Capture the Power of Saving Water: Title 20 Regulations for Plumbing Fittings and Fixtures (and Energy Code Ace Resources to Help Your Community Comply)



Did you know that in California, plumbing fittings and plumbing fixtures are regulated by recently updated standards that are more stringent than federal standards? In 2015, California’s Title 20 established water efficiency standards requiring lavatory faucets and replacement aerators, kitchen faucets and replacement aerators, showerheads, toilets, and urinals to consume less water. (Under the scope of the regulations, “lavatory faucets” include residential and commercial faucets, and “kitchen faucets” are those sold or offered for sale to the general public.)

Energy Code Ace has resources, including our new Plumbing Fittings and Fixtures Fact Sheet, to help you comply with these regulations – and capture the power of saving water.

Recent Effective Date: July 1, 2016 for more stringent requirements for lavatory faucets and aerators, and showerheads.

As of January 1, 2016, sell-through is prohibited for public lavatory faucets and aerators, kitchen faucets and aerators, toilets, and urinals. Noncompliant kitchen and public lavatory faucets and aerators may not be sold or offered for sale on or after January 1, 2016, regardless of manufacture date. The Energy Commission is updating the Modernized Appliance Efficiency Database (MAEDBS) to reflect what appliances may be sold or offered for sale in California. Note that even if a plumbing fixture or fitting meets all performance requirements outlined in Title 20, it is illegal to sell a regulated product in California if the model number is not listed in the MAEDBS. Everyone in the sales chain – including manufacturers, distributors, retailers, contractors and importers – is responsible for ensuring regulated products are listed in the MAEDBS.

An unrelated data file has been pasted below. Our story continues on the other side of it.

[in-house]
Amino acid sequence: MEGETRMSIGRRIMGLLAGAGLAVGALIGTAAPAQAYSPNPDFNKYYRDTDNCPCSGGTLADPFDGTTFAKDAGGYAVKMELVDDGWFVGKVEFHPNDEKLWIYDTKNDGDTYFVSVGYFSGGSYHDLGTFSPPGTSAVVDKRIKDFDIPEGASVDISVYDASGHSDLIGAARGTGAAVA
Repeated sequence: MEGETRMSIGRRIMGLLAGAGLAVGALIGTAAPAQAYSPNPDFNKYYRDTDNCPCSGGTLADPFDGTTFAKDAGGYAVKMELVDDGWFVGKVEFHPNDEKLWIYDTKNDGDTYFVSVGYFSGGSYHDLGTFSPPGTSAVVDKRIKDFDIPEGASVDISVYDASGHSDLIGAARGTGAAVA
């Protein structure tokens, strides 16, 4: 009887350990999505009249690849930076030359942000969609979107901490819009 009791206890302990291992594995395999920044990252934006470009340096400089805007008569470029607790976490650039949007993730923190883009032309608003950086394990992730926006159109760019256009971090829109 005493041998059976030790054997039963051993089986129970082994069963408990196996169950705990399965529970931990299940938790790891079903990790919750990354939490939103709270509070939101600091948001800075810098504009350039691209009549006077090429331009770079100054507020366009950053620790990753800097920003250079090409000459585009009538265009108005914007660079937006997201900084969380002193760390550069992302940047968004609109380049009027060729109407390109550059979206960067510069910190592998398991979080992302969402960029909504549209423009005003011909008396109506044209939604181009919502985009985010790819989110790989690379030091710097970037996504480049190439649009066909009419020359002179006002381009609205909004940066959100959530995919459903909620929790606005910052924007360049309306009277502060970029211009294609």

Why? Watt’s the Connection?

Significant electricity is required to acquire and process water and water is needed to produce electricity. The Energy Commission estimates that two-thirds of the population receives water that must travel thousands of miles. In many cases, energy-intensive pumps are required to move that water over mountains. California’s drought and the state’s energy goals led policy makers to take bold steps by adopting innovative standards.

Help is Available

Energy Code Ace has resources to help you decode these and other Title 20 standards. Visit our site to download our Plumbing Fittings and Fixtures Fact Sheet, and take our on-demand video training on certification and using the MAEDBS. You can also email us to schedule a training or with any questions.

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